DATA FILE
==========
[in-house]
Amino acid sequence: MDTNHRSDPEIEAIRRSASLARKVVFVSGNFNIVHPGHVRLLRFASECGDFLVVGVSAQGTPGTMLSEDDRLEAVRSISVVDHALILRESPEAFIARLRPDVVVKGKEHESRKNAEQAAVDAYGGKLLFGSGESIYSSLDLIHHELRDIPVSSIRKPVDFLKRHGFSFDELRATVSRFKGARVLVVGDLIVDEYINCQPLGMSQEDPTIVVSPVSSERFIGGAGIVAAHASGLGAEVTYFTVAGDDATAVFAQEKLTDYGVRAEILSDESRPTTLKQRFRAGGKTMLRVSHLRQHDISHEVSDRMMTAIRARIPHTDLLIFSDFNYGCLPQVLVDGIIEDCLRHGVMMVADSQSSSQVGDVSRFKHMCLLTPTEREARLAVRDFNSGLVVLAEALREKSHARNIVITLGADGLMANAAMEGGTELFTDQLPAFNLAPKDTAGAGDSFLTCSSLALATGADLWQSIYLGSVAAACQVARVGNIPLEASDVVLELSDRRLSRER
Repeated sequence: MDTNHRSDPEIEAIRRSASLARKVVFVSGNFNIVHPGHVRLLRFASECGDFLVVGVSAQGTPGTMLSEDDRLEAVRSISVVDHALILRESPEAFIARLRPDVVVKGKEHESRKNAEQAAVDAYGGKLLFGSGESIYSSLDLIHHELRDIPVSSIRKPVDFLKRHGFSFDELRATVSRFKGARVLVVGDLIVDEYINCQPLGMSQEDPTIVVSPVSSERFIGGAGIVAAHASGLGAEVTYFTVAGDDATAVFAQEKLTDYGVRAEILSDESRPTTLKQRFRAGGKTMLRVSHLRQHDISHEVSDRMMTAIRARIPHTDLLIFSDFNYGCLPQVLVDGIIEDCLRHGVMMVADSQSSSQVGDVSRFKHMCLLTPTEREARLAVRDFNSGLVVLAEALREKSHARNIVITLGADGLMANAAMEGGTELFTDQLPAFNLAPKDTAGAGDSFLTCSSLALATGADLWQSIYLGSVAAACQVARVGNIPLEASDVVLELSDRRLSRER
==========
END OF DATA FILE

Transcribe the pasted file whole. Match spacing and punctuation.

[in-house]
Amino acid sequence: MDTNHRSDPEIEAIRRSASLARKVVFVSGNFNIVHPGHVRLLRFASECGDFLVVGVSAQGTPGTMLSEDDRLEAVRSISVVDHALILRESPEAFIARLRPDVVVKGKEHESRKNAEQAAVDAYGGKLLFGSGESIYSSLDLIHHELRDIPVSSIRKPVDFLKRHGFSFDELRATVSRFKGARVLVVGDLIVDEYINCQPLGMSQEDPTIVVSPVSSERFIGGAGIVAAHASGLGAEVTYFTVAGDDATAVFAQEKLTDYGVRAEILSDESRPTTLKQRFRAGGKTMLRVSHLRQHDISHEVSDRMMTAIRARIPHTDLLIFSDFNYGCLPQVLVDGIIEDCLRHGVMMVADSQSSSQVGDVSRFKHMCLLTPTEREARLAVRDFNSGLVVLAEALREKSHARNIVITLGADGLMANAAMEGGTELFTDQLPAFNLAPKDTAGAGDSFLTCSSLALATGADLWQSIYLGSVAAACQVARVGNIPLEASDVVLELSDRRLSRER
Repeated sequence: MDTNHRSDPEIEAIRRSASLARKVVFVSGNFNIVHPGHVRLLRFASECGDFLVVGVSAQGTPGTMLSEDDRLEAVRSISVVDHALILRESPEAFIARLRPDVVVKGKEHESRKNAEQAAVDAYGGKLLFGSGESIYSSLDLIHHELRDIPVSSIRKPVDFLKRHGFSFDELRATVSRFKGARVLVVGDLIVDEYINCQPLGMSQEDPTIVVSPVSSERFIGGAGIVAAHASGLGAEVTYFTVAGDDATAVFAQEKLTDYGVRAEILSDESRPTTLKQRFRAGGKTMLRVSHLRQHDISHEVSDRMMTAIRARIPHTDLLIFSDFNYGCLPQVLVDGIIEDCLRHGVMMVADSQSSSQVGDVSRFKHMCLLTPTEREARLAVRDFNSGLVVLAEALREKSHARNIVITLGADGLMANAAMEGGTELFTDQLPAFNLAPKDTAGAGDSFLTCSSLALATGADLWQSIYLGSVAAACQVARVGNIPLEASDVVLELSDRRLSRER